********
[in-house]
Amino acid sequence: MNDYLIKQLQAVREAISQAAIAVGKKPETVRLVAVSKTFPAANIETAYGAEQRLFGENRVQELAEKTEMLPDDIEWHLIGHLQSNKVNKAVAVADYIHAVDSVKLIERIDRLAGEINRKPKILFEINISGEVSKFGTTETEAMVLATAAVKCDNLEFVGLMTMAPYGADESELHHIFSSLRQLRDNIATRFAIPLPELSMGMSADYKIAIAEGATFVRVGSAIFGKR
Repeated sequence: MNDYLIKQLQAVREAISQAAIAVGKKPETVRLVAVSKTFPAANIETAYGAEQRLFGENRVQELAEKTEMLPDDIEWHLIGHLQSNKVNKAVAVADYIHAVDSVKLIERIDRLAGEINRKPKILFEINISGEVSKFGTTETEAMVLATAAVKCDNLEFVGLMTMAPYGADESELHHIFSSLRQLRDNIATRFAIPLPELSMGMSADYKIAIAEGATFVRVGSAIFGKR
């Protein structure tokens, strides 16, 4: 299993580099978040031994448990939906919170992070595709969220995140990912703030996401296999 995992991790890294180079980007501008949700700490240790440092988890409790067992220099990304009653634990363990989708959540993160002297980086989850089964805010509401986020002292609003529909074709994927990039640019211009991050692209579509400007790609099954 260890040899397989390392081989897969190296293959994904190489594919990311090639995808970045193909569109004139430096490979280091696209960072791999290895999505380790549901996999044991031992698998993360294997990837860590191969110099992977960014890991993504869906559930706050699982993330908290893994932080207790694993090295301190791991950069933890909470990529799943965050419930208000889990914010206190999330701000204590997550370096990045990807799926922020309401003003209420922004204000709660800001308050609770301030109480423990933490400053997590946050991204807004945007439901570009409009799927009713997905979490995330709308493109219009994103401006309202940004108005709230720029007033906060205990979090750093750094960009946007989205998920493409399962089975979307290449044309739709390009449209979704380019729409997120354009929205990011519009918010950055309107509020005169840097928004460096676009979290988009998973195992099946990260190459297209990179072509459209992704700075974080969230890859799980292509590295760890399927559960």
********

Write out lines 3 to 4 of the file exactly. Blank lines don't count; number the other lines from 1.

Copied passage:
Repeated sequence: MNDYLIKQLQAVREAISQAAIAVGKKPETVRLVAVSKTFPAANIETAYGAEQRLFGENRVQELAEKTEMLPDDIEWHLIGHLQSNKVNKAVAVADYIHAVDSVKLIERIDRLAGEINRKPKILFEINISGEVSKFGTTETEAMVLATAAVKCDNLEFVGLMTMAPYGADESELHHIFSSLRQLRDNIATRFAIPLPELSMGMSADYKIAIAEGATFVRVGSAIFGKR
């Protein structure tokens, strides 16, 4: 299993580099978040031994448990939906919170992070595709969220995140990912703030996401296999 995992991790890294180079980007501008949700700490240790440092988890409790067992220099990304009653634990363990989708959540993160002297980086989850089964805010509401986020002292609003529909074709994927990039640019211009991050692209579509400007790609099954 260890040899397989390392081989897969190296293959994904190489594919990311090639995808970045193909569109004139430096490979280091696209960072791999290895999505380790549901996999044991031992698998993360294997990837860590191969110099992977960014890991993504869906559930706050699982993330908290893994932080207790694993090295301190791991950069933890909470990529799943965050419930208000889990914010206190999330701000204590997550370096990045990807799926922020309401003003209420922004204000709660800001308050609770301030109480423990933490400053997590946050991204807004945007439901570009409009799927009713997905979490995330709308493109219009994103401006309202940004108005709230720029007033906060205990979090750093750094960009946007989205998920493409399962089975979307290449044309739709390009449209979704380019729409997120354009929205990011519009918010950055309107509020005169840097928004460096676009979290988009998973195992099946990260190459297209990179072509459209992704700075974080969230890859799980292509590295760890399927559960």